Gone: 'One of the Most Brilliant Scientific Minds'

Zosia Chustecka

February 22, 2012

February 22, 2012 — Pioneering cancer researcher and Nobel laureate Renato Dulbecco, MD, died last week in his home at La Jolla, California, at the age of 97 years.

Dr. Dulbecco, credited with discovering the first clue to the genetic nature of cancer, which earned him and colleagues the 1975 Nobel Prize in Physiology or Medicine, was one of the founding fellows of the Salk Institute for Biological Studies in La Jolla, and worked there for much of his career.

"Renato was one of the most brilliant scientific minds of our generation," said William Brody, president of the Salk Institute.

Dr. Dulbecco accepts his Nobel Prize in 1975.

In the research that earned the Nobel prize, Dr. Dulbecco and colleagues described how a tumor virus could insert its own genes into the chromosome of the cell it infects, and so "turn on" the uncontrolled growth that is the hallmark of cancer, according to a press release from the Salk Institute.

He was also the first to use monoclonal antibodies to identify cells by their genetic signature. His seminal research identified and clarified the roles of many genes responsible for breast development and their involvement in cancer, according to the release.

It also notes how his insights about the way "genes can be used by cancer, as well as used against the disease, led Dulbecco to challenge the scientific community to systematically sequence and catalog all human genes," and how this gave "intellectual birth" to the worldwide Human Genome Project.

From Italy to America

Two short autobiographical articles on the Nobel Prize Web site describe his achievements, and a recording of Dr. Dulbecco talking about his life and work is available on the Web of Stories Web site.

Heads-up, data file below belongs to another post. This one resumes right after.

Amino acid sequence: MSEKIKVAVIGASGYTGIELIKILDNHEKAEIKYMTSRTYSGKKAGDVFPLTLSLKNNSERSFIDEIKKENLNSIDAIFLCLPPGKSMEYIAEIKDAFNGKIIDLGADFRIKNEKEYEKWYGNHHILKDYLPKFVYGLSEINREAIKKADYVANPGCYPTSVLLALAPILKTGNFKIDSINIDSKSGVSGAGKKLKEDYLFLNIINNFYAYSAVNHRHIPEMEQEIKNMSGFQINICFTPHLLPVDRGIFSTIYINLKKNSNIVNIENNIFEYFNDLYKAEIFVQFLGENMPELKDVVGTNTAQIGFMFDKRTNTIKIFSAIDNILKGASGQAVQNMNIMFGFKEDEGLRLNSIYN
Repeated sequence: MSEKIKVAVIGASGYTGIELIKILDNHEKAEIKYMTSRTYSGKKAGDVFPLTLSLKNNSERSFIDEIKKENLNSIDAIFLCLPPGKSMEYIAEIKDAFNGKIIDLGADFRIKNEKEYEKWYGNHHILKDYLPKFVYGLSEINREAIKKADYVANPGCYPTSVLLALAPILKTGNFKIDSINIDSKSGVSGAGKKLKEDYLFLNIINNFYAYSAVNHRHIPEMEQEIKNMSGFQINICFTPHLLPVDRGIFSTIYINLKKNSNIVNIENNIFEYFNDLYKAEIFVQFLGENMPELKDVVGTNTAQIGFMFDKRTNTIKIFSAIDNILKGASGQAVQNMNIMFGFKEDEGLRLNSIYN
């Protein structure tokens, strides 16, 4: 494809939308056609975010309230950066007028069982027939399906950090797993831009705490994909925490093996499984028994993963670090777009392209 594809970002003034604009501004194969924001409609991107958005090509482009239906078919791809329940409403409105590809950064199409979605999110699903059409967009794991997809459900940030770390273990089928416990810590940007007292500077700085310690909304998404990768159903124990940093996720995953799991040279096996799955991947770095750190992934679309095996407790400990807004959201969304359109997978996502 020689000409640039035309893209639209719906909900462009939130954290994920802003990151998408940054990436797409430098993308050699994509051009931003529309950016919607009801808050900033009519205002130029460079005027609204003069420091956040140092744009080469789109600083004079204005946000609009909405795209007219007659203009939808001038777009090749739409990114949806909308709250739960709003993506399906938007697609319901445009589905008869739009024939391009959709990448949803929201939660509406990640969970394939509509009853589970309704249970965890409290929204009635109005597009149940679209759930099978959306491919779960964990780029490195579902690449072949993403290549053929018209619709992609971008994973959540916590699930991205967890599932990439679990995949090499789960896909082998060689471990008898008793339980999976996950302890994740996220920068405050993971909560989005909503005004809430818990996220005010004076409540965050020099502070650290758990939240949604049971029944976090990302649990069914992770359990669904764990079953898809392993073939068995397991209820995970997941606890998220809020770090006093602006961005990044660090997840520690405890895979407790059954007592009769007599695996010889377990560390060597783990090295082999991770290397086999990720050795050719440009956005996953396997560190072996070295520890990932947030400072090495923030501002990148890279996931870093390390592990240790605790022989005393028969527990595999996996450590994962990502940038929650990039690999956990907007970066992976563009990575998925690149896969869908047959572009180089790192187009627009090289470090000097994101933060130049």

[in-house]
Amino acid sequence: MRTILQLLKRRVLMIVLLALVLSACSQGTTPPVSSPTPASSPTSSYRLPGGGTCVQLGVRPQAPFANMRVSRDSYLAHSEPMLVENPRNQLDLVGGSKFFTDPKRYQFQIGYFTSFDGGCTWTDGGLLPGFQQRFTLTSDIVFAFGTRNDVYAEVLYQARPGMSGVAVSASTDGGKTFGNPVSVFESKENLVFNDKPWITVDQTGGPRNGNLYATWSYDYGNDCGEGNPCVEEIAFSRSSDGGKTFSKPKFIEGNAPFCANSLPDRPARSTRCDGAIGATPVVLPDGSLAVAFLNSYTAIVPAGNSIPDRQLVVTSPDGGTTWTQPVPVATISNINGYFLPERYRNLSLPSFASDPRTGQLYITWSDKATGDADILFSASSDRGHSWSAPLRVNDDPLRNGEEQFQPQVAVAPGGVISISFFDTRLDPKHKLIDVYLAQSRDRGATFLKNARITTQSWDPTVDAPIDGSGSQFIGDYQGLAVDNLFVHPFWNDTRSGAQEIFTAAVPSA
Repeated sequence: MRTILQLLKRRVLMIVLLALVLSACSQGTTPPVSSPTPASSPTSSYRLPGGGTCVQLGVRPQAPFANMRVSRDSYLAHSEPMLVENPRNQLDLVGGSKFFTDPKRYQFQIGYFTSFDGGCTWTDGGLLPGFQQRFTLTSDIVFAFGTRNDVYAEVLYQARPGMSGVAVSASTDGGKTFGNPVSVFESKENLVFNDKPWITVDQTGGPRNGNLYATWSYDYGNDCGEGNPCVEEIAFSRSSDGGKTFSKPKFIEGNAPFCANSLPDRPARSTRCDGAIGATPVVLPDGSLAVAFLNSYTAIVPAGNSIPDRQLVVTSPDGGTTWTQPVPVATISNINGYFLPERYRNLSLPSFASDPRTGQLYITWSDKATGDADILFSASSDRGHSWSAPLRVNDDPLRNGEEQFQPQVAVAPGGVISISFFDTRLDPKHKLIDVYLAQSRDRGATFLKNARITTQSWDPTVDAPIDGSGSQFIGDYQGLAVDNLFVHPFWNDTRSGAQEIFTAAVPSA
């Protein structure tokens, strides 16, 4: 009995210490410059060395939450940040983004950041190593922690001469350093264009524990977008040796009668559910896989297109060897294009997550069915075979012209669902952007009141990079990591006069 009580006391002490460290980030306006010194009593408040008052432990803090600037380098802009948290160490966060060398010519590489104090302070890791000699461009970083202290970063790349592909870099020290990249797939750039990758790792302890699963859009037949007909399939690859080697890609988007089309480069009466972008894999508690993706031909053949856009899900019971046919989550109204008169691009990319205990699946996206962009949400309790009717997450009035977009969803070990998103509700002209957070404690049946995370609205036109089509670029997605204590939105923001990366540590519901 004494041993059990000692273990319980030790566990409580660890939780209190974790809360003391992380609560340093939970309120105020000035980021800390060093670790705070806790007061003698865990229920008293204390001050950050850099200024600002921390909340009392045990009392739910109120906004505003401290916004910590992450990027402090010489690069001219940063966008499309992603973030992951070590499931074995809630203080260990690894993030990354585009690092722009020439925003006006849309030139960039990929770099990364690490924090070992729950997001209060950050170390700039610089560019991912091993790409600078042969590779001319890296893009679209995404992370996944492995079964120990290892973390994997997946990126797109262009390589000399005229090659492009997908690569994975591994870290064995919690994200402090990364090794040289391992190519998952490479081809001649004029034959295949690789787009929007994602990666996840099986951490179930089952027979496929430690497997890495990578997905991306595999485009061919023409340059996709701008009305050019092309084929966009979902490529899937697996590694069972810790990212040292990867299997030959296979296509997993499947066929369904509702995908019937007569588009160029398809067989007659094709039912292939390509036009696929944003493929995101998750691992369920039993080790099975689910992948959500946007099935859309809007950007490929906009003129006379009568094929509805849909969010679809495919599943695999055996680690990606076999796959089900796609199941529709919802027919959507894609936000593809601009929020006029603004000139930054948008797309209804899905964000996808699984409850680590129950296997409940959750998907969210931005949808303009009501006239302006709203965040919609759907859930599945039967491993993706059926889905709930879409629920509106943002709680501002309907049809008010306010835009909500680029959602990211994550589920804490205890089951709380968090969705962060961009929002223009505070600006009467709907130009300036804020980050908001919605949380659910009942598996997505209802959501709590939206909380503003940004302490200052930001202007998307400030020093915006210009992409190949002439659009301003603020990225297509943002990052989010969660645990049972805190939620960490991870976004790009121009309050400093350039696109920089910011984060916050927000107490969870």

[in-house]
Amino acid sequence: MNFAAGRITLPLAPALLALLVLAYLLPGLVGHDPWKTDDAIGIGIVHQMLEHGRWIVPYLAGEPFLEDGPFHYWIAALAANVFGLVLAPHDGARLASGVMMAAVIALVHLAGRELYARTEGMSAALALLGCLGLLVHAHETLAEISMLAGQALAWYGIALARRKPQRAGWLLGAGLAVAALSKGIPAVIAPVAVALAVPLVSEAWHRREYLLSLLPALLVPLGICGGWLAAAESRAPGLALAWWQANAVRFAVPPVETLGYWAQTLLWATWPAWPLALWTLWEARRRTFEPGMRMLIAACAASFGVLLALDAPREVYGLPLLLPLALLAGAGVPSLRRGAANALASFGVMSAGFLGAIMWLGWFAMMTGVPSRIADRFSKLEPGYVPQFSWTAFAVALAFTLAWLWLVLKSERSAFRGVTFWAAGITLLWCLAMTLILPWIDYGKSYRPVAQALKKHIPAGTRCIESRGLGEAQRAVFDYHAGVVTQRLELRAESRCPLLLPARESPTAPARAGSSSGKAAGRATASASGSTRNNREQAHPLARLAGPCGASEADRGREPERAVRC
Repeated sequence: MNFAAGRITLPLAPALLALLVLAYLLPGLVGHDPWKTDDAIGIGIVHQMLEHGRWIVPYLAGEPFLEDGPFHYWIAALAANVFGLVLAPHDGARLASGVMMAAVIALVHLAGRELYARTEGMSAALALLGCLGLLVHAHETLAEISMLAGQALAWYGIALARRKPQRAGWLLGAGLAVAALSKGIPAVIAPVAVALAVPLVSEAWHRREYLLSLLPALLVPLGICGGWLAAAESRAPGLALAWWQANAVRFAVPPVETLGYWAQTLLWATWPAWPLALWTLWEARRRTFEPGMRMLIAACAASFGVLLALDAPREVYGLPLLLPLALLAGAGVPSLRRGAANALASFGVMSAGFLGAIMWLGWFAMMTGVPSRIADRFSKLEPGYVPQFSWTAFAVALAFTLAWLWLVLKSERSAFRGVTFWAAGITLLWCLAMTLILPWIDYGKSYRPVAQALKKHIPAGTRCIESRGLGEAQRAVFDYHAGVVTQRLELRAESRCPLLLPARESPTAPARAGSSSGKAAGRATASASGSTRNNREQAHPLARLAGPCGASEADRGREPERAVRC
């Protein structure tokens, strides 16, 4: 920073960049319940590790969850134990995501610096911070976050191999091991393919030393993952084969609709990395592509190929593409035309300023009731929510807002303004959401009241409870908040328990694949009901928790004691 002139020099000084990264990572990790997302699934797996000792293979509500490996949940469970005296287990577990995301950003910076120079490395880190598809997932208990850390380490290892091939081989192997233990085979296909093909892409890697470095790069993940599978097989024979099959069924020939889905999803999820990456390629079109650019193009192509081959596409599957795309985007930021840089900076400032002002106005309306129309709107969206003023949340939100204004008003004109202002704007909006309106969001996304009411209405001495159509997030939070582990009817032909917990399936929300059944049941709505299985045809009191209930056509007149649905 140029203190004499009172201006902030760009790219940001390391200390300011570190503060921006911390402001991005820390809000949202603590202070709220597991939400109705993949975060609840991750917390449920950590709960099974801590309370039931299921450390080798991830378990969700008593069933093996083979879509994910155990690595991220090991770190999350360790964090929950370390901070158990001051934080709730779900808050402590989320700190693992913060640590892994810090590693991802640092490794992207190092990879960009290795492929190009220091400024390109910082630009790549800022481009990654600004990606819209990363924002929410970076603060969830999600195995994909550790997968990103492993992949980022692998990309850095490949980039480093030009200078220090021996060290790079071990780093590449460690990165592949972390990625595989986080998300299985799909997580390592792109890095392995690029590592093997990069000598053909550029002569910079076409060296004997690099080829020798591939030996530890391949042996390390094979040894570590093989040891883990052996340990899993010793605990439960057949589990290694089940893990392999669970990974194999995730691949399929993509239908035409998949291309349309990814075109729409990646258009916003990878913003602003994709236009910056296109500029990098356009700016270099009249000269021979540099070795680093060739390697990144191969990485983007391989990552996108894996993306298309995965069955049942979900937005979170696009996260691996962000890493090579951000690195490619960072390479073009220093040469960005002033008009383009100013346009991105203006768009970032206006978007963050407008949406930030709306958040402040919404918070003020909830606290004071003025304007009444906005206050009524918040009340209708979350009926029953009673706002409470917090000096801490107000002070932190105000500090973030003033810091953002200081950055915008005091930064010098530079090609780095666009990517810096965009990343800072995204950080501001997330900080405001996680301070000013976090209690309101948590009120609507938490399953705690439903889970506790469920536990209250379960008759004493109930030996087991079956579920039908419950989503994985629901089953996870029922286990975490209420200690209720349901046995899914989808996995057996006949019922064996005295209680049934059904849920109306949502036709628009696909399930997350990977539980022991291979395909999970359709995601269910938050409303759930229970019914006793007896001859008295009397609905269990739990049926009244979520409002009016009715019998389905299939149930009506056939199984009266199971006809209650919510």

Dr. Dulbecco was born in Catanzaro, Italy, and studied medicine at the University of Turin. He recalls that he "was at the top of my class, although I was 2 years younger than everyone else."

During World War II, he was sent briefly to the French front, but was injured and sent home. Later, he joined the resistance movement as a physician for local partisan groups around Piemonte, Italy.

He emigrated to the United States in 1947, initially to Indiana University in Bloomington, where he worked alongside 2 scientists who would also go on to win Nobel Prizes: James Watson, codiscoverer of the structure of DNA; and Salvador Luri, who showed that bacterial resistance to viruses is genetically inherited.

Dr. Dulbecco in the lab at the Salk Institute for Biological Studies.

Dr. Dulbecco's own Nobel Prize–winning research on viruses and cancer was conducted at the California Institute of Technology in Pasadena, where he worked from 1949 to 1963. He recalls driving to California with his family in "an old car, with our limited possessions in a small trailer. I was fascinated by the beauty and immensity of the USA, and the kindness of its people."

After that, he moved to the Salk Institute, where he completed 2 tenures — from 1963 to 1972 and from 1977 to 1981. He served as president of the institute from 1988 to 1992. Between the tenures, Dr. Dulbecco worked at the Imperial Cancer Fund in London, United Kingdom, and for years contributed to projects at the National Research Council of Italy.

To highlight his achievements, the Salk Institute established the Renato Dulbecco Laboratories for Cancer Research and endowed a professorship carrying his name. The first holder of that professorship is Tony Hunter, PhD, who is also director of the Salk Institute Cancer Center.

Speaking about the legacy that Dr. Dulbecco left behind, Dr. Hunter said: "His pioneering work using polyomavirus as a model for understanding human cancer had an enormous impact on the field of cancer research, setting the stage for the subsequent molecular studies of genes that cause cancer."

"He made us all better scientists," he added.

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